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Steroid-based Drugs Adrenocortical Hormones.

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Presentation on theme: "Steroid-based Drugs Adrenocortical Hormones."— Presentation transcript:

1 Steroid-based Drugs Adrenocortical Hormones

2 Adrenocortical Hormones
Adrenal gland: Medulla: produces Epinephrine (stimulated by sympathetic impulse) Cortex: Zona glomerulosa – produces Aldosterone (stimulated by Angiotensin II and ACTH) Zona fasciculata – produces Glucocorticoids (stimulated by ACTH = Corticotropin) Zona reticularis – produces Androgens (physiological role unclear)

3 Adrenocortical Hormones
Steroid hormone synthesis: Pregnenolone synthesis is rate-limiting step C21 hydroxylase: Prevents hydroxylation of C17 (-> c) => Only mineralocorticoids C17 hydroxylase: Hydroxylation of C17 (-> f, g) can be followed by hydroxylation of C11 and C21 (-> h, j, k) => Sex hormones and glucocorticoids P450C17a hydroxylase: Produces 17-Keto-steroids (-> l) => Sex hormones

4 Adrenocortical Hormones
Steroid hormone classification: Progesterone: C21 C 3: =O C17: -OH or =O Mineralocorticoids: C21: -OH C3: =O Glucocorticoids : C21, C17: -OH C11: -OH or =O Estrogens : C18 C 3: -OH Androgens : C19 C17: -OH

5 Adrenocortical Hormones
Glucocorticoids (GC): Inhibit all phases of inflammatory reaction Promote fetal development (lungs) Inhibit NFkB nuclear translocation => transcription of proinflammatory mediators is prevented Upregulate lipocortin => inhibits PLA2 => no PG and LT synthesis Undesirable effects of increased GC: Immune suppression Increased glucose release (=> “steroid diabetes”) Glucose coverted to fat => adiposity Increased protein catabolism => muscle atrophy Salt and water retention (increased GC lead to reduction in ACTH => decreases levels of aldosterone) => hypertension Osteoporosis

6 Adrenocortical Hormones
Glucocorticoids (GC): Adrenal cortex failure (= Addison’s disease) Lack of GC production: Chronic fatigue and muscle weakness. Loss of appetite, inability to digest food, and weight loss. Low blood pressure (hypotension) Blotchy, dark tanning and freckling of the skin (feedback missing => increased corticotropin) Blood sugar abnormalities Inability to cope with stress Adrenal cortex tumors (= Cushing Syndrome) GC overproduction Upper body obesity “Buffalo hump” Red, round face Hypertension Water retention Thin skin and bruising Poor wound healing

7 Adrenocortical Hormones
Glucocorticoids (GC): Clinical uses: Allergic Rhinitis Rheumatoid Arthritis Asthma Multiple Sclerosis Carpal Tunnel Syndrome Dermatitis COPD Osteoarthritis Gout Psoriasis Inflammatory Bowel Disease Sinusitis Lupus Erythematosus Many conditions flare up if GC therapy is discontinued due to adreno-corticol atrophy

8 Adrenocortical Hormones
Glucocorticoids (GC): Hydrocortison (= Cortisol) Main glucocortocoid in humans Also binds mineralocorticoid receptor (Cortison does NOT) Used for replacement therapy (Addison’s Disease) Otherwise mostly topical application due to sodium-retaining effects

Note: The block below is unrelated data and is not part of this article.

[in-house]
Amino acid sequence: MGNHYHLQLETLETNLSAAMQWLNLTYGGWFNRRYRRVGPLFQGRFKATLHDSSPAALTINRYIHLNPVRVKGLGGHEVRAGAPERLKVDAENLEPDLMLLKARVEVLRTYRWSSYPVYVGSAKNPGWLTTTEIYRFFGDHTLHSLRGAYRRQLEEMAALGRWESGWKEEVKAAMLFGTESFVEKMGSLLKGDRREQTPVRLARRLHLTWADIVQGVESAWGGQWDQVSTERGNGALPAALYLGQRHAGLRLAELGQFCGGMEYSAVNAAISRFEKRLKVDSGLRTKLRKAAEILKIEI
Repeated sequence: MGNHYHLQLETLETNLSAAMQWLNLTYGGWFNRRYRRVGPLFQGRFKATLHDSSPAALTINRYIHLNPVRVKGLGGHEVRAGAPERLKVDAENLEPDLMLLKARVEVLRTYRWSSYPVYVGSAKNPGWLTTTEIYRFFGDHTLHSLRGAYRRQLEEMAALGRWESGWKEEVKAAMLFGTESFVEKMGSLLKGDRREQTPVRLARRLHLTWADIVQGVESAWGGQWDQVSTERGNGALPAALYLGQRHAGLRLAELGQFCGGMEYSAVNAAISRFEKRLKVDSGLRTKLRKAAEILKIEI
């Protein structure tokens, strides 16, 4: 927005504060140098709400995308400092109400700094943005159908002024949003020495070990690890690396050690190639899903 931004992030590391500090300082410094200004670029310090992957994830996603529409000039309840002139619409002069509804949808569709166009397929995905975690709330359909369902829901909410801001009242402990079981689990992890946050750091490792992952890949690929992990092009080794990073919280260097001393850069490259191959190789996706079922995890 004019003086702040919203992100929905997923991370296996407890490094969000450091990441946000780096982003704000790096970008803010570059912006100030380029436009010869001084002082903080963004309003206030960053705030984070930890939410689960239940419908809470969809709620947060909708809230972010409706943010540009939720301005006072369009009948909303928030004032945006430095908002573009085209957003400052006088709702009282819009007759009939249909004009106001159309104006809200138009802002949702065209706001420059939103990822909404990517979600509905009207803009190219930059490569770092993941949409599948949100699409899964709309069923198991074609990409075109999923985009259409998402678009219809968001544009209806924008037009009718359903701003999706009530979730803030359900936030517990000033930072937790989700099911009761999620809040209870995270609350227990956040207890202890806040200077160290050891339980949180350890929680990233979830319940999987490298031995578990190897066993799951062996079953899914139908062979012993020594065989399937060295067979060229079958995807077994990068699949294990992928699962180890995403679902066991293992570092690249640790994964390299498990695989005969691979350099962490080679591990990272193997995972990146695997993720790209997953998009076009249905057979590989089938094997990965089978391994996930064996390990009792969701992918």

9 Adrenocortical Hormones
Glucocorticoids (GC): Prednisone Inactive until converted to Prednisolone Drug of choice for systemic application Lower sodium-retaining effects Prednisolone Prednisone

10 Adrenocortical Hormones
Glucocorticoids (GC): Triamcinoline Stronger anti-inflammatory (5x) than cortisol No sodium-retaining effect Halogenated GC Betamethasone Dexamethasone 30x more potent than cortisol No water and sodium retaining effects

11 Adrenocortical Hormones
Glucocorticoids (GC): Administration Oral Nasal Cutaneous IV Inhalation

12 Steroid-based Drugs Sex Steroids

13 Female reproductive cycle
Sex Steroids Female reproductive cycle Gonadotropin Releasing Hormone (GnRH) = Gonadoliberin stimulates release of Follicle stimulating hormone (FSH) = Follitropin and Luteinising Hormone (LH) = Lutropin which trigger production of Estrogens (E) and Gestagens (G) which in turn negatively regulate Pituitary (E+G) and Hypothalamus (G) hormone production

14 Female reproductive cycle
Sex Steroids Female reproductive cycle Cycle length varies from days Menstruation 3-6 days First (= Proliferative) phase: Variable (7-21 days) FSH and LH promote follicle development One follicle becomes the Graafian follicle (the rest degenerate) Graaffian Follicle: Consists of thecal and granulosa cells which surround the ovum FSH-stimulated granulosa cells produce estrogens from androgen precursors generated by LH-stimulated thecal cells Estrogens are responsible for the proliferative phase: increase in thickness and vascularity of endometrium; secretion of protein+ carbo-rich mucus Constant low estrogen inhibits LH/FSH production BUT high estrogen cause surge of LH production => swelling and rupture of Graafian follicle = Ovulation